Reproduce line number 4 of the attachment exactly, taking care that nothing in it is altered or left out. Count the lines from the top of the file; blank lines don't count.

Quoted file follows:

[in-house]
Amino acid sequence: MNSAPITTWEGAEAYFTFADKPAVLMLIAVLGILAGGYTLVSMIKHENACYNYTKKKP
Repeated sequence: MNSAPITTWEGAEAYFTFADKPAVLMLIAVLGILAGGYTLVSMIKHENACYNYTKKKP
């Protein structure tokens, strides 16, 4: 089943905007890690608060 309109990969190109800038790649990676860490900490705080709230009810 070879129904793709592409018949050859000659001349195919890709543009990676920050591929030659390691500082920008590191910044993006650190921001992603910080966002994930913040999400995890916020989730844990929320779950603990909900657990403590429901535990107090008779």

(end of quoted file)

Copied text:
């Protein structure tokens, strides 16, 4: 089943905007890690608060 309109990969190109800038790649990676860490900490705080709230009810 070879129904793709592409018949050859000659001349195919890709543009990676920050591929030659390691500082920008590191910044993006650190921001992603910080966002994930913040999400995890916020989730844990929320779950603990909900657990403590429901535990107090008779």